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Thread: Water beads

  1. #1

    Default Water beads

    A while ago someone mentioned in a thread about the use of water beads in their diaper. it was a while ago, and I can't find the exact thread the comment appeared in. So I thought to start a new thread.

    Today while I had some time to burn, I stopped in at my local Wal Mart and bought a package of water beads. I heard they are made of the same SAP material found in diapers.

    I wanted to conduct a small test to see a few things.
    1) How fast they grew
    2) How big they got
    3) How strong they were under pressure.

    Well, today I finally got my curiosities answered and thought to share the results on here.

    First the water beads were $2 a pack at Wal Mart
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    They were very small and rather hard. If I didn't know any better I might have thought they were plastic bb's.
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    I picked 10 dry water beads from the bag and dropped them into a shallow bowl of water. I began running a timer the moment I dumped them into the water.
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    Almost instantly I could see some of the blue coloring coming off the beads as they began to grow.
    The instructions on the package said that they beads should reach their full-grown size in about 5 to 6 hours. I only had just over 1 hour to run my experiment. So, after exactly 1 hour passed I pulled one of the beads out of the bowl for a size comparison.
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    Then I scooped the rest out of the water and cupped them in the palm of my hand. I then squeezed as hard as I could and to my surprise none of them ruptured. They all returned to their ball-like shape. I then squeezed and relaxed and squeezed my hand several times (about 5 or 6 times) and again none of them popped or ruptured. With this much pressure exerted on the water beads, I was satisfied enough to think they probably would not fall apart, or rupture if I were to pour them into my diaper.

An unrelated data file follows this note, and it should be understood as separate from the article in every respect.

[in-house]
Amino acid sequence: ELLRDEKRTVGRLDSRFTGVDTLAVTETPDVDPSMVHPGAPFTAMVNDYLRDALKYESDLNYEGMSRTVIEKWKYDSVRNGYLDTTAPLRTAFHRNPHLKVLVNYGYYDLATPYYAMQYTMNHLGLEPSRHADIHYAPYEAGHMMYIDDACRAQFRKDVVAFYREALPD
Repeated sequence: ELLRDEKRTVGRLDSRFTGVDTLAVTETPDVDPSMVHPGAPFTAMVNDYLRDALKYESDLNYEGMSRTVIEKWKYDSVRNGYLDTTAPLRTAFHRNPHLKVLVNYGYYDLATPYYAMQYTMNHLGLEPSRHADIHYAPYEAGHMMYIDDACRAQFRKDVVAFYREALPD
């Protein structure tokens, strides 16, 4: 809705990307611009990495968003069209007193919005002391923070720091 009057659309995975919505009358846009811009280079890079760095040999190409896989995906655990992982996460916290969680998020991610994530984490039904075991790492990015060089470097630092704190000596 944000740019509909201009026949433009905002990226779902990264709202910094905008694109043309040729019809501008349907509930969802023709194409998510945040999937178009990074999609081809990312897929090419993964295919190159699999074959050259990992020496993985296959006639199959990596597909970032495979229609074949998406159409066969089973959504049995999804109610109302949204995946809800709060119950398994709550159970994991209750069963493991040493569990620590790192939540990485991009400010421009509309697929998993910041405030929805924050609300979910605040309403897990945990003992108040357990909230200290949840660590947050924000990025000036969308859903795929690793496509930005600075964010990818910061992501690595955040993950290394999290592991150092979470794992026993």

I then put them on a fabric surface and pressed down on them and moved my hand back and fourth. Only then, did the water beads break down into the messy SAP that is commonly seen from inside a wet diaper.
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    I don't know if there is a size difference in SAP polymer, but the SAP polymer used in these water beads were easier to clean up than those from a wet diaper. of course then again, I only used 10 water beads and not an entire wet diaper.

    I just thought I would share my little experiment with anyone who might find this interesting. I do plan on using these in my diaper next time I wear one. I will report back on how that experiment goes.

  2. #2


    Interesting. You would think these beads would have to sit in liquid in order to grow. They are probably very slow in absorbing liquid if they reach full-grown size in 5-6 hours. In that respect, a diaper may not be the right atmosphere for these beads. I think you will come out with blue coloring everywhere with little to no growth size in the beads because the diaper will wick the liquid off. Let us know how it goes.

  3. #3


    I not going to use the blue water beads. I am going to use the clear ones (without any dyes). The water beads I tested reached close to maximum size in only 1 hour. I assume that if left in water for an additional 4 hours, they might get a little bit larger. But if I have an entire package sitting growing in water, then I will have enough to put inside a diaper to play with.

    As for putting them inside a diaper, I will probably soak them (grow them) in water for at least an hour before I use them. With the absorbent SAP already present in a diaper, I also doubt there would be enough standing water for the beads to even grow. This way I can have a diaper full of squishy water beads and if by some chance some of them do break apart, the dry SAP already in the diaper should absorb any moisture released, thereby containing any possible mess. At least that is my theory, lol.

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